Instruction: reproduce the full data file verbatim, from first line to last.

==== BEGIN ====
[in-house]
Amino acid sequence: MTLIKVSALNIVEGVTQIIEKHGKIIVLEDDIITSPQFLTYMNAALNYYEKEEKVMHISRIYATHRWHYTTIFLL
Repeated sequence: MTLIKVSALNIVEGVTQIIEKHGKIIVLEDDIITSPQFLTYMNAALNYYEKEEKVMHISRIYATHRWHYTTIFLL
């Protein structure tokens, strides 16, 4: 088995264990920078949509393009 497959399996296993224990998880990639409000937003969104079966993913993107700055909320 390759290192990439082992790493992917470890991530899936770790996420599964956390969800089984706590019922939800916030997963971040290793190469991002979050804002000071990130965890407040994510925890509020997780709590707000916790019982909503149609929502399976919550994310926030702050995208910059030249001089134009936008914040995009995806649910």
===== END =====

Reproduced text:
[in-house]
Amino acid sequence: MTLIKVSALNIVEGVTQIIEKHGKIIVLEDDIITSPQFLTYMNAALNYYEKEEKVMHISRIYATHRWHYTTIFLL
Repeated sequence: MTLIKVSALNIVEGVTQIIEKHGKIIVLEDDIITSPQFLTYMNAALNYYEKEEKVMHISRIYATHRWHYTTIFLL
């Protein structure tokens, strides 16, 4: 088995264990920078949509393009 497959399996296993224990998880990639409000937003969104079966993913993107700055909320 390759290192990439082992790493992917470890991530899936770790996420599964956390969800089984706590019922939800916030997963971040290793190469991002979050804002000071990130965890407040994510925890509020997780709590707000916790019982909503149609929502399976919550994310926030702050995208910059030249001089134009936008914040995009995806649910």